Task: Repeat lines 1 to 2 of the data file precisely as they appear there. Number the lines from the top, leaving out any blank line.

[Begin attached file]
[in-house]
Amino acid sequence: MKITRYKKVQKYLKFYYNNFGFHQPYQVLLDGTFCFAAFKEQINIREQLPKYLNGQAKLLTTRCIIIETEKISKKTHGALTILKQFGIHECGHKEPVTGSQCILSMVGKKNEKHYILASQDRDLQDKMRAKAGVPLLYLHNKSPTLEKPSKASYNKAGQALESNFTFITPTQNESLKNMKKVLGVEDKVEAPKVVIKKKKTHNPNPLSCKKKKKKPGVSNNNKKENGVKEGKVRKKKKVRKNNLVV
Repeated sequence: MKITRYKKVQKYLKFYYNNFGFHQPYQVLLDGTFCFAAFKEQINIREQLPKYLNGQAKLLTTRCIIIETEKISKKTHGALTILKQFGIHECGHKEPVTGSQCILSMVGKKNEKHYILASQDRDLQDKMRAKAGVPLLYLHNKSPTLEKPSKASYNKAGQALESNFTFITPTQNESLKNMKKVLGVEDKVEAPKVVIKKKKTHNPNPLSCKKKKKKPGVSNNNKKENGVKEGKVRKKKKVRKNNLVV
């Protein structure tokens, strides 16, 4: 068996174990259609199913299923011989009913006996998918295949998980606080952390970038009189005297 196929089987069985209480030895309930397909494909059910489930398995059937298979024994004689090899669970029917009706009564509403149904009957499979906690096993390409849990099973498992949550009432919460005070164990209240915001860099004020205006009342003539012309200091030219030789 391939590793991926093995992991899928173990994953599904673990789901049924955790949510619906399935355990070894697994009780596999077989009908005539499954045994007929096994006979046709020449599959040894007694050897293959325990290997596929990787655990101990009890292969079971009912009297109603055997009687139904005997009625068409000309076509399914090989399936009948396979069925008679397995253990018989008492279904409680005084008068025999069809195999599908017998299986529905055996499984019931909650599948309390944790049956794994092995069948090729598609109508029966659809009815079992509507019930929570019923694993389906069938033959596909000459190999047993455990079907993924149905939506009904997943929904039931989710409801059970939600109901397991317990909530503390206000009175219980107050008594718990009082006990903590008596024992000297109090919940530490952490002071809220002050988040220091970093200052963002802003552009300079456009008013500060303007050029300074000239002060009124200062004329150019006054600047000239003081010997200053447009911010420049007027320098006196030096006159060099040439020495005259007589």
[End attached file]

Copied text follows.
[in-house]
Amino acid sequence: MKITRYKKVQKYLKFYYNNFGFHQPYQVLLDGTFCFAAFKEQINIREQLPKYLNGQAKLLTTRCIIIETEKISKKTHGALTILKQFGIHECGHKEPVTGSQCILSMVGKKNEKHYILASQDRDLQDKMRAKAGVPLLYLHNKSPTLEKPSKASYNKAGQALESNFTFITPTQNESLKNMKKVLGVEDKVEAPKVVIKKKKTHNPNPLSCKKKKKKPGVSNNNKKENGVKEGKVRKKKKVRKNNLVV